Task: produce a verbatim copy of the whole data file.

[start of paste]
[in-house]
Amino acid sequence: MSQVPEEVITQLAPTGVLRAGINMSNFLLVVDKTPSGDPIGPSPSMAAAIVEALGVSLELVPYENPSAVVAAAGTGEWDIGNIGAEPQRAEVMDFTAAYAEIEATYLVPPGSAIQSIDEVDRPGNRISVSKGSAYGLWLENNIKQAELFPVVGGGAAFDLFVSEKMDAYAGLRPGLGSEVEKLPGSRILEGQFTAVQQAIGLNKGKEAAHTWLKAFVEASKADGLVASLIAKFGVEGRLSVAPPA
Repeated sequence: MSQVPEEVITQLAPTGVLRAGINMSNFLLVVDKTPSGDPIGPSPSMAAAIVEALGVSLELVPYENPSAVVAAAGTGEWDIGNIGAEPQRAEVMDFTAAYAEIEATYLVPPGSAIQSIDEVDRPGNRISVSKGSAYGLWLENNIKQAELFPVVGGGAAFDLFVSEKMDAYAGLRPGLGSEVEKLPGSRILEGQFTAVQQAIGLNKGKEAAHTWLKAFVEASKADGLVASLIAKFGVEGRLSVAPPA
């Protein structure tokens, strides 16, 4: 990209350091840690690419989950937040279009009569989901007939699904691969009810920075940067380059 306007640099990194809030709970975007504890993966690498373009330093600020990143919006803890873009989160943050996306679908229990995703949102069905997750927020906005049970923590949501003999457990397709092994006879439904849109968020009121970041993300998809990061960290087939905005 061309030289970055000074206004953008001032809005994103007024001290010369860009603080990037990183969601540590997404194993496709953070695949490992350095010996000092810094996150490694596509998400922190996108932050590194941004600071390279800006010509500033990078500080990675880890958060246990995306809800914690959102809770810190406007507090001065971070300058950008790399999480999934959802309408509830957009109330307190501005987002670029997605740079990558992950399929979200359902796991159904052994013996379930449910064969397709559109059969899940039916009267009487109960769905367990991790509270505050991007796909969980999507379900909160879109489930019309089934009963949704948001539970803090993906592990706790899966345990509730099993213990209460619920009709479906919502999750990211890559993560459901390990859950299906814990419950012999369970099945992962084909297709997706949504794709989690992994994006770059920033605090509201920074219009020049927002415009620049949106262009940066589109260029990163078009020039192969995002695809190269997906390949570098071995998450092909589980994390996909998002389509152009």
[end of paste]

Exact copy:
[in-house]
Amino acid sequence: MSQVPEEVITQLAPTGVLRAGINMSNFLLVVDKTPSGDPIGPSPSMAAAIVEALGVSLELVPYENPSAVVAAAGTGEWDIGNIGAEPQRAEVMDFTAAYAEIEATYLVPPGSAIQSIDEVDRPGNRISVSKGSAYGLWLENNIKQAELFPVVGGGAAFDLFVSEKMDAYAGLRPGLGSEVEKLPGSRILEGQFTAVQQAIGLNKGKEAAHTWLKAFVEASKADGLVASLIAKFGVEGRLSVAPPA
Repeated sequence: MSQVPEEVITQLAPTGVLRAGINMSNFLLVVDKTPSGDPIGPSPSMAAAIVEALGVSLELVPYENPSAVVAAAGTGEWDIGNIGAEPQRAEVMDFTAAYAEIEATYLVPPGSAIQSIDEVDRPGNRISVSKGSAYGLWLENNIKQAELFPVVGGGAAFDLFVSEKMDAYAGLRPGLGSEVEKLPGSRILEGQFTAVQQAIGLNKGKEAAHTWLKAFVEASKADGLVASLIAKFGVEGRLSVAPPA
């Protein structure tokens, strides 16, 4: 990209350091840690690419989950937040279009009569989901007939699904691969009810920075940067380059 306007640099990194809030709970975007504890993966690498373009330093600020990143919006803890873009989160943050996306679908229990995703949102069905997750927020906005049970923590949501003999457990397709092994006879439904849109968020009121970041993300998809990061960290087939905005 061309030289970055000074206004953008001032809005994103007024001290010369860009603080990037990183969601540590997404194993496709953070695949490992350095010996000092810094996150490694596509998400922190996108932050590194941004600071390279800006010509500033990078500080990675880890958060246990995306809800914690959102809770810190406007507090001065971070300058950008790399999480999934959802309408509830957009109330307190501005987002670029997605740079990558992950399929979200359902796991159904052994013996379930449910064969397709559109059969899940039916009267009487109960769905367990991790509270505050991007796909969980999507379900909160879109489930019309089934009963949704948001539970803090993906592990706790899966345990509730099993213990209460619920009709479906919502999750990211890559993560459901390990859950299906814990419950012999369970099945992962084909297709997706949504794709989690992994994006770059920033605090509201920074219009020049927002415009620049949106262009940066589109260029990163078009020039192969995002695809190269997906390949570098071995998450092909589980994390996909998002389509152009």